Tuesday, January 03, 2006

The Bogey Man

A report on the local news this morning brought back to me an event that overshadowed my childhood, as I grew up in Worcester. Michael Foster, MP for Worcester, is saying that convicted murderer David McGreavy should not be allowed to return to Worcester once he is released from his 30+ year jail term, since Worcester is the scene of his crimes, and the crimes were so horrific, and the damage to the town itself was so great.

When I heard this, I didn't know who David McGreavy was. It was only the mention of "horrific murders of three small children" that dislodged the memory. And even then, I couldn't be sure. The memory was real enough (albeit hazy), but was it a memory of a real event or just a local legend, concocted to keep small children on the straight and narrow?

What I remembered (before doing a bit of research just now) was that, sometime in the early 70s, a man had taken three small children and impaled them on the iron railings at the bottom of his garden. I never knew why he had done this, nor what had led up to it. No grown-up ever wanted to supply the details. All I knew for sure was that the murders had taken place in Gillam Street, which is just a few yards from where I lived for a while as a child.

Up until we moved there, I had always put this crime down to the bogey man. (Aged around nine, me and some friends were convinced we had found where THE actual bogey man lives, and went looking for him. Brave or what? But that's another tale...) Who else could do such a crime? The bogey man had come and taken these kids and killed them, just like in the fairy tales. Simple. Crime solved (to my young mind). But then, moving into this new street, someone said "See them iron railings over there? That's where he skewered the kids." But again, that's all I got. Some rusty railings, a local legend.

Bogey man? Surely this crime couldn't really have happened? When things like this go on, everyone knows about it. It's all over the news, all over the country. The place becomes famous for that one macabre event (Dunblane, Hungerford, Soham...) But no, I asked around once again and was told this HAD happened, but still no one wanted to talk about it. Brushed under the carpet. Let's talk about nice, respectable things, and leave the past to the past.

Why? Why can't we talk about this killer, and those poor forgotten kids? I wanted answers. What did those kids do to deserve it? Why did the man want to do such a thing? Those railings over there - are they still the same railings that dripped blood, years earlier? Did people look out of their windows and see the children there, and scream?

Don't be so morbid. You're sick. How can you disrespect the dead like that?

For me, having this issue hushed up cast a grim light over the whole "city" of Worcester. It seemed to me that I was growing up in a place where stuff like that can happen, but respectable people ignore it, don't want to dirty their minds with it. Maybe it's too painful to face. When this happened, in 1973, I would have been 2 years old and my brother 4. I can see (being a dad myself now) how it would have filled my mum with anguish, especially now I know that the killer was not even the kids' father, but a lodger (ie: someone from outside the family unit). But even so.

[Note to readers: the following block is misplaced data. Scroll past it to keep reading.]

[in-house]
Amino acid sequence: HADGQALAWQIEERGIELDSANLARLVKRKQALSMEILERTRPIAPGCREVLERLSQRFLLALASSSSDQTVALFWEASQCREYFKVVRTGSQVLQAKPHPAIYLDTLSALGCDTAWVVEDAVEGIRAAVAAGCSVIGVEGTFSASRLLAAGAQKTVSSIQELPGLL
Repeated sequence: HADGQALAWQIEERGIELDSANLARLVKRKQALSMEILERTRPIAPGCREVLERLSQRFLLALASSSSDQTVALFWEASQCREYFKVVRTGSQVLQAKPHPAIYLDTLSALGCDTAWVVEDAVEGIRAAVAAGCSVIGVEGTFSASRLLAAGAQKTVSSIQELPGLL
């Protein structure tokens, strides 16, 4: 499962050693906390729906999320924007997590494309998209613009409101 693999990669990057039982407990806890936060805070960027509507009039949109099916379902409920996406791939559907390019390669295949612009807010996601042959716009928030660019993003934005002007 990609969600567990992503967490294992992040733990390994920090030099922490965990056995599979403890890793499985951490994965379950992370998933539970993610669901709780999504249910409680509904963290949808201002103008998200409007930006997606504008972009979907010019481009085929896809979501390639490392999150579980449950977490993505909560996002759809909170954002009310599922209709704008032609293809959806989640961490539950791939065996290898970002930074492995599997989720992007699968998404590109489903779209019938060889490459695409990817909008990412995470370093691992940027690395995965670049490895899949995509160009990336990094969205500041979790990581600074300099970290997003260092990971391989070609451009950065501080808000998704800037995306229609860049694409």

This is what happens, quietly, in Worcester.

Small children.
Iron spikes.
A drunk man.

I'm aware that things would be different now. If this happened now, it would be all over the news. There would be true crime books about it, documentaries. Sick jokes circulating the internet, tour guides... Maybe a souvenir iron spike turning up on Ebay. We're open about these things now. We accept that they happen. We feel OK with that frisson of pleasure, when we think about what happened out there in the big bad world. We're facing up to it, embracing it... NOT sweeping it under that dirty, hideously out of date Axminster carpet. But is it really any better? We accept that these things happen, but should we?

Q. When three kids are brutally murdered, which is the better response?

a. Sweeping it under the carpet.
b. Dragging it out into the media glare.
c. Other?

Coming back to this morning, as I listened to the local news, it seems that this David McGreavy is coming up for parole, and people are wondering where he's going to be heading. I don't know what I think about that. In my heart I know that someone who can do that to kids should be snuffed out himself in the most painful of ways. He should die without pity or dignity, with spit on his face and salt in his wounds. But then I also know that the law, though much abused, must be upheld. A crime is committed, the perpetrator is caught, arrested, convicted, incarcerated. Everyone is happy. The citizens can put it all behind them and sleep safely in their beds, even if they'll never look at an iron railing the same way ever again. And then what?

Then the bogey man gets out.

Then the bogey man comes home.


Jenny D said...

Now THAT is a fantastically good post. Interesting territory...

Charlie Williams said...

You're too kind, Jenny. Way too kind. But it is interesting territory. I need to find out a lot more about it. But the more I find out, the more it dilutes those early bogey man memories.

Jenny D said...

Well, read a lot of stuff, then forget about it again, then write a novel about it in five years that captures the scariness of the early memories...